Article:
Plug-ins, add-ons and extensions are pieces of code that are installed to customize the look and feel of certain software programs and browsers. They’re intended to expand functionality according to a user’s preference. For example, Grammarly is a wonderful extension that helps users write mistake-free text. Zoom has a plug-in that makes scheduling meetings directly from Outlook more convenient. Sounds great, right?
But here’s the thing…plug-ins and extensions are notorious for two things: 1) Severely hindering the performance of a computer or program, and 2) creating significant security concerns for your company. Unfortunately, application vendors find innovative ways to provide more convenience but pay little attention to performance.
When a plug-in is installed on a particular program, that plug-in is added to the automatic startup and the Windows server. It then sets scheduled tasks to check for updates and begins infiltrating other programs. Adobe, for example, adds itself to all the Windows Office applications and even adds a PDF printer. Web browser extensions do the same thing. So when a user turns his or her PC on, all the applications and all the plug-ins and extensions start and slow everything down.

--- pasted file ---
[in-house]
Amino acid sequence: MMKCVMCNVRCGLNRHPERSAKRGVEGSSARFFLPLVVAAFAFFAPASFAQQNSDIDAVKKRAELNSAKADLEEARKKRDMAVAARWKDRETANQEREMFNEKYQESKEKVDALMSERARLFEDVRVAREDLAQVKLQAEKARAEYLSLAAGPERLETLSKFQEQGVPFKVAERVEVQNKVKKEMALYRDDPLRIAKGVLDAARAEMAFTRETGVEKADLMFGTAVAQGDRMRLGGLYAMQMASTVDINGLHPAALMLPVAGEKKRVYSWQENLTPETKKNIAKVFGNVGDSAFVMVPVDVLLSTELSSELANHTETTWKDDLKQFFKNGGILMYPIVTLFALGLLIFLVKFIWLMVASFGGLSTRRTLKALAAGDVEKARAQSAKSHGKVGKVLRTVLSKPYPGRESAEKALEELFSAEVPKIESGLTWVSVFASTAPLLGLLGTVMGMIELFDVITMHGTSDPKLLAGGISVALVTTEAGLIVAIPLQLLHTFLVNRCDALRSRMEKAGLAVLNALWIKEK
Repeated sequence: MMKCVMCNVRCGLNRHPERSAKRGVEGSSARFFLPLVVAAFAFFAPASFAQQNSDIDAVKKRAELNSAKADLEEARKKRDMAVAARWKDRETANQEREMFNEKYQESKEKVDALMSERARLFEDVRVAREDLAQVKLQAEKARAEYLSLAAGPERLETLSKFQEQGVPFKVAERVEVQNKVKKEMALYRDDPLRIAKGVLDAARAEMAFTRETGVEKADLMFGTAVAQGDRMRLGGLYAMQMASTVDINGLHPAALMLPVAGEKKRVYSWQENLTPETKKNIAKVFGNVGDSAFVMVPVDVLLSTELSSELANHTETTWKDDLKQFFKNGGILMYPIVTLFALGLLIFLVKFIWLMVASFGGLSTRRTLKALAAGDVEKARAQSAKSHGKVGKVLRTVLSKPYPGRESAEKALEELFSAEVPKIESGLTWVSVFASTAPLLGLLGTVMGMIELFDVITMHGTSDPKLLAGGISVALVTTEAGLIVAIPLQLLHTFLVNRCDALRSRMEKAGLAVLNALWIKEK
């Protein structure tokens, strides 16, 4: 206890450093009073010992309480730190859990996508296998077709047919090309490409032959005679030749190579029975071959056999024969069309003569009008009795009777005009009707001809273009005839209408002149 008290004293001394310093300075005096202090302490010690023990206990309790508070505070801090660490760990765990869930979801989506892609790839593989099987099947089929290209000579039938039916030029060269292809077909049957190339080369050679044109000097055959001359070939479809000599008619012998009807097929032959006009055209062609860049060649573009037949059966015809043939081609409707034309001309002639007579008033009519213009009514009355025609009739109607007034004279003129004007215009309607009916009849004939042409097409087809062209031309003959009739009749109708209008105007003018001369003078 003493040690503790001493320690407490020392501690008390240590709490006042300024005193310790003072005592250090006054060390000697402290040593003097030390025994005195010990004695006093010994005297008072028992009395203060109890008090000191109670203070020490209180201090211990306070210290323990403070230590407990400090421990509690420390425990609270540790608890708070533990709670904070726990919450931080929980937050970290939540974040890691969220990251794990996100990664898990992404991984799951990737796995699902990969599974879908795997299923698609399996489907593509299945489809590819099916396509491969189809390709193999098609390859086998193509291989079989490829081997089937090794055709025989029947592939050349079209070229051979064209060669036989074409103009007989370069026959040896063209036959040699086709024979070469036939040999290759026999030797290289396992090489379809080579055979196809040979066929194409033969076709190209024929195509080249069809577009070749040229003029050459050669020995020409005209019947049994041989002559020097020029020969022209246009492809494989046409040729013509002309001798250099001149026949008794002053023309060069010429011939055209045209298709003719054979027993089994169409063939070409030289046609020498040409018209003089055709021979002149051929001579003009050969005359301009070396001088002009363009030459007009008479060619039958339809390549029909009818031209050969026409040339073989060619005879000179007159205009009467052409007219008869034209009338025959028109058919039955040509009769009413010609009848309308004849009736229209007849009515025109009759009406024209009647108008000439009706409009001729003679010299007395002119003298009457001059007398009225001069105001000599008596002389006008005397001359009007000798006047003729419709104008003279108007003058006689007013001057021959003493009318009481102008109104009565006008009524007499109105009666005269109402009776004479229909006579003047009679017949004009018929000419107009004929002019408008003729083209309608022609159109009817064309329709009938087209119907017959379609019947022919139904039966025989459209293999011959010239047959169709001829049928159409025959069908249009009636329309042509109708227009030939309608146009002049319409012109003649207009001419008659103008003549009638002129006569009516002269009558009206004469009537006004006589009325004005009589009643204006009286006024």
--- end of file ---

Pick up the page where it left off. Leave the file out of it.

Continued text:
Users who have installed the Zoom plug-in in Outlook will discover that their email is running much slower than usual. It’s true that the plug-in will save them a few mouse clicks when setting up a meeting, but the frustration of having sluggish email will far outweigh this small convenience.
Plug-ins, add-ons and extensions are pretty darn popular. Millions of people use them making them particularly attractive to cybercriminals. Just last year, LastPass, a popular password management application came under fire when its browser extension enabled an attack that exposed credentials of 16 million users, including 58,000 businesses. Plug-ins have also been known to hide malicious software such as adware and highjacking software.
Where MIS Stands
As your technology partner, it is our responsibility to ensure your networks are as safe and secure as possible. We also make sure your technology works the way it is supposed to with minimal frustration and headaches. Therefore, we DO NOT support plug-ins for applications such as Adobe, Teams, Zooms or anti-virus.
We realize there are a very few applications, such as certain ERPs and accounting systems, that absolutely require the installation of plug-ins to function. We do support those plug-ins because they are necessary – not just convenient – in order for the application to work. We strongly advise you to discourage your users from installing any plug-ins for applications they are using.